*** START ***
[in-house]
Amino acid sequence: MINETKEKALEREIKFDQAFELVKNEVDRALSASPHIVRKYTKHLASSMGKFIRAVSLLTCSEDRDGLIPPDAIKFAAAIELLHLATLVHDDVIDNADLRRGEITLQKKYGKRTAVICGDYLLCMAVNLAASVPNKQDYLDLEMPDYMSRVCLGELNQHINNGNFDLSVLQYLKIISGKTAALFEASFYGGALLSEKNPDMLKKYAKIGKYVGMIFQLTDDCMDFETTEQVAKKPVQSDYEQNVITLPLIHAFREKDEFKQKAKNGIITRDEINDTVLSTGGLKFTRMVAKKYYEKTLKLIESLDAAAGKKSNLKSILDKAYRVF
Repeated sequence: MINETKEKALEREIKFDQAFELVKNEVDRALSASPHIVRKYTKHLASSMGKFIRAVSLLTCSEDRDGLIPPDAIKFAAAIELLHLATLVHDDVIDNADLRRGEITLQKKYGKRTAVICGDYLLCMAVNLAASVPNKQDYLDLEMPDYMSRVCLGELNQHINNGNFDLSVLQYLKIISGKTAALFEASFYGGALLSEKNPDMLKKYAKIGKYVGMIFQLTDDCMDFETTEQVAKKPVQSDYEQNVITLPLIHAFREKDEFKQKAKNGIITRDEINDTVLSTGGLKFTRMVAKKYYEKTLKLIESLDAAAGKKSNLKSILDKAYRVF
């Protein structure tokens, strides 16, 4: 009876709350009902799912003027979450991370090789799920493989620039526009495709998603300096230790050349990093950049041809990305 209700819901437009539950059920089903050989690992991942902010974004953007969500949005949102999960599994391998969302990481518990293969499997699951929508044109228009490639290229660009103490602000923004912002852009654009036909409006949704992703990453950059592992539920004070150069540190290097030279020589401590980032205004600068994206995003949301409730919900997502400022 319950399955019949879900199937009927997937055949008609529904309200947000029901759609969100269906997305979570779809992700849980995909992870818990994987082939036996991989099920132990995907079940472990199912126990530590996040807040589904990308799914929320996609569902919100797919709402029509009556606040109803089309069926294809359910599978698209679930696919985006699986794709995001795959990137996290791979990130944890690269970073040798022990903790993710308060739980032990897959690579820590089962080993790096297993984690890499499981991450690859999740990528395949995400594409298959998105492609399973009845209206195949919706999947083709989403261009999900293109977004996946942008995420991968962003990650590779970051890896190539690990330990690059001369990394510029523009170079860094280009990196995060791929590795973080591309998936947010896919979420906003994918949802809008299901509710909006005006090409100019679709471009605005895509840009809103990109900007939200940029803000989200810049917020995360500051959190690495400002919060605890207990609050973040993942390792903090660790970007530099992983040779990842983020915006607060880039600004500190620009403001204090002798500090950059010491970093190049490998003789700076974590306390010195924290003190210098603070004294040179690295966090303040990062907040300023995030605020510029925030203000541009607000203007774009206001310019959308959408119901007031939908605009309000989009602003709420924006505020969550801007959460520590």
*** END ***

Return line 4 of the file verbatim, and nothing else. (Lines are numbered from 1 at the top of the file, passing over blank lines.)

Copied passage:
């Protein structure tokens, strides 16, 4: 009876709350009902799912003027979450991370090789799920493989620039526009495709998603300096230790050349990093950049041809990305 209700819901437009539950059920089903050989690992991942902010974004953007969500949005949102999960599994391998969302990481518990293969499997699951929508044109228009490639290229660009103490602000923004912002852009654009036909409006949704992703990453950059592992539920004070150069540190290097030279020589401590980032205004600068994206995003949301409730919900997502400022 319950399955019949879900199937009927997937055949008609529904309200947000029901759609969100269906997305979570779809992700849980995909992870818990994987082939036996991989099920132990995907079940472990199912126990530590996040807040589904990308799914929320996609569902919100797919709402029509009556606040109803089309069926294809359910599978698209679930696919985006699986794709995001795959990137996290791979990130944890690269970073040798022990903790993710308060739980032990897959690579820590089962080993790096297993984690890499499981991450690859999740990528395949995400594409298959998105492609399973009845209206195949919706999947083709989403261009999900293109977004996946942008995420991968962003990650590779970051890896190539690990330990690059001369990394510029523009170079860094280009990196995060791929590795973080591309998936947010896919979420906003994918949802809008299901509710909006005006090409100019679709471009605005895509840009809103990109900007939200940029803000989200810049917020995360500051959190690495400002919060605890207990609050973040993942390792903090660790970007530099992983040779990842983020915006607060880039600004500190620009403001204090002798500090950059010491970093190049490998003789700076974590306390010195924290003190210098603070004294040179690295966090303040990062907040300023995030605020510029925030203000541009607000203007774009206001310019959308959408119901007031939908605009309000989009602003709420924006505020969550801007959460520590």